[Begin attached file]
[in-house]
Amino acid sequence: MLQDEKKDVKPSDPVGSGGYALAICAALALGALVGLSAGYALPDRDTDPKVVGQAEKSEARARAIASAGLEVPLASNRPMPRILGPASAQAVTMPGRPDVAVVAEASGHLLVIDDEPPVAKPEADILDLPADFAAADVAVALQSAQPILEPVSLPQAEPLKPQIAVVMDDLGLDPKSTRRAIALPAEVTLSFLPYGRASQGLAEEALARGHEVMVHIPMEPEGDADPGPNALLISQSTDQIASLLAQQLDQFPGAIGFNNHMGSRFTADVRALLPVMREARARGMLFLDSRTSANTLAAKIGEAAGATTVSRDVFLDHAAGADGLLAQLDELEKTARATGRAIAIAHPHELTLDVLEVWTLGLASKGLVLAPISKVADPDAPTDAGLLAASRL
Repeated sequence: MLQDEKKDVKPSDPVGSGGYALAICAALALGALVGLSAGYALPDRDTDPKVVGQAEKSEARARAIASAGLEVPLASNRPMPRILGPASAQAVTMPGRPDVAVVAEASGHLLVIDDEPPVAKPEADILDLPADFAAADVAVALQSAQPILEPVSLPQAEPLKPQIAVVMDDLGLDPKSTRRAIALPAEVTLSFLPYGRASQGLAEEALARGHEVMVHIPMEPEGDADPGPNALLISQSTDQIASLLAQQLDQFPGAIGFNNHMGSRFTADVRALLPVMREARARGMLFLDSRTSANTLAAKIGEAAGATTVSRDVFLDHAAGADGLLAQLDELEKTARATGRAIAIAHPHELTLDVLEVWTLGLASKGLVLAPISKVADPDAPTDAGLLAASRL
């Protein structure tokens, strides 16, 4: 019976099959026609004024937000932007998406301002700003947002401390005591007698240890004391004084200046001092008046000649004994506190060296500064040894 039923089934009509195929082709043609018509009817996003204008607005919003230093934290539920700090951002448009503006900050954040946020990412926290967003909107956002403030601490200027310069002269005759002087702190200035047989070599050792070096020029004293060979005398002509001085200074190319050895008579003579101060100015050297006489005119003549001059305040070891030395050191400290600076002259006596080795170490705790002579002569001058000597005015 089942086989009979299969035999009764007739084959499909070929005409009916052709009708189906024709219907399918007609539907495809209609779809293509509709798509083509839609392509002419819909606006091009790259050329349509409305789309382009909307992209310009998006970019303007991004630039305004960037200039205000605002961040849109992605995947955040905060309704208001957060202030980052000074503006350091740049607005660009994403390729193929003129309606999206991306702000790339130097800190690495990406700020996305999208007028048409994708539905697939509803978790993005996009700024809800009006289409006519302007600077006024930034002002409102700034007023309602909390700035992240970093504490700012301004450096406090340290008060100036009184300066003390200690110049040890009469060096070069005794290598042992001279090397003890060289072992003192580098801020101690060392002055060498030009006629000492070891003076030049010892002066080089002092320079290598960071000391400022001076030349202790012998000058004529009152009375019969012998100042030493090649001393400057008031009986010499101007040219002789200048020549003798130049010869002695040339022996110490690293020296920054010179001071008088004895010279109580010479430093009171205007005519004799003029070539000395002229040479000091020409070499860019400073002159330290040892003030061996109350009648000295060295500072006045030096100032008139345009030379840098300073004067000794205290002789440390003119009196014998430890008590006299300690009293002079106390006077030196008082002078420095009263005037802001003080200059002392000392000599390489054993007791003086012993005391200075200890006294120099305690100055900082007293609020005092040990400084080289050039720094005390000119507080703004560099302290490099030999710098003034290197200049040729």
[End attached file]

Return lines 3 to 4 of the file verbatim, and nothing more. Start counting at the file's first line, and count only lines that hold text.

Repeated sequence: MLQDEKKDVKPSDPVGSGGYALAICAALALGALVGLSAGYALPDRDTDPKVVGQAEKSEARARAIASAGLEVPLASNRPMPRILGPASAQAVTMPGRPDVAVVAEASGHLLVIDDEPPVAKPEADILDLPADFAAADVAVALQSAQPILEPVSLPQAEPLKPQIAVVMDDLGLDPKSTRRAIALPAEVTLSFLPYGRASQGLAEEALARGHEVMVHIPMEPEGDADPGPNALLISQSTDQIASLLAQQLDQFPGAIGFNNHMGSRFTADVRALLPVMREARARGMLFLDSRTSANTLAAKIGEAAGATTVSRDVFLDHAAGADGLLAQLDELEKTARATGRAIAIAHPHELTLDVLEVWTLGLASKGLVLAPISKVADPDAPTDAGLLAASRL
């Protein structure tokens, strides 16, 4: 019976099959026609004024937000932007998406301002700003947002401390005591007698240890004391004084200046001092008046000649004994506190060296500064040894 039923089934009509195929082709043609018509009817996003204008607005919003230093934290539920700090951002448009503006900050954040946020990412926290967003909107956002403030601490200027310069002269005759002087702190200035047989070599050792070096020029004293060979005398002509001085200074190319050895008579003579101060100015050297006489005119003549001059305040070891030395050191400290600076002259006596080795170490705790002579002569001058000597005015 089942086989009979299969035999009764007739084959499909070929005409009916052709009708189906024709219907399918007609539907495809209609779809293509509709798509083509839609392509002419819909606006091009790259050329349509409305789309382009909307992209310009998006970019303007991004630039305004960037200039205000605002961040849109992605995947955040905060309704208001957060202030980052000074503006350091740049607005660009994403390729193929003129309606999206991306702000790339130097800190690495990406700020996305999208007028048409994708539905697939509803978790993005996009700024809800009006289409006519302007600077006024930034002002409102700034007023309602909390700035992240970093504490700012301004450096406090340290008060100036009184300066003390200690110049040890009469060096070069005794290598042992001279090397003890060289072992003192580098801020101690060392002055060498030009006629000492070891003076030049010892002066080089002092320079290598960071000391400022001076030349202790012998000058004529009152009375019969012998100042030493090649001393400057008031009986010499101007040219002789200048020549003798130049010869002695040339022996110490690293020296920054010179001071008088004895010279109580010479430093009171205007005519004799003029070539000395002229040479000091020409070499860019400073002159330290040892003030061996109350009648000295060295500072006045030096100032008139345009030379840098300073004067000794205290002789440390003119009196014998430890008590006299300690009293002079106390006077030196008082002078420095009263005037802001003080200059002392000392000599390489054993007791003086012993005391200075200890006294120099305690100055900082007293609020005092040990400084080289050039720094005390000119507080703004560099302290490099030999710098003034290197200049040729």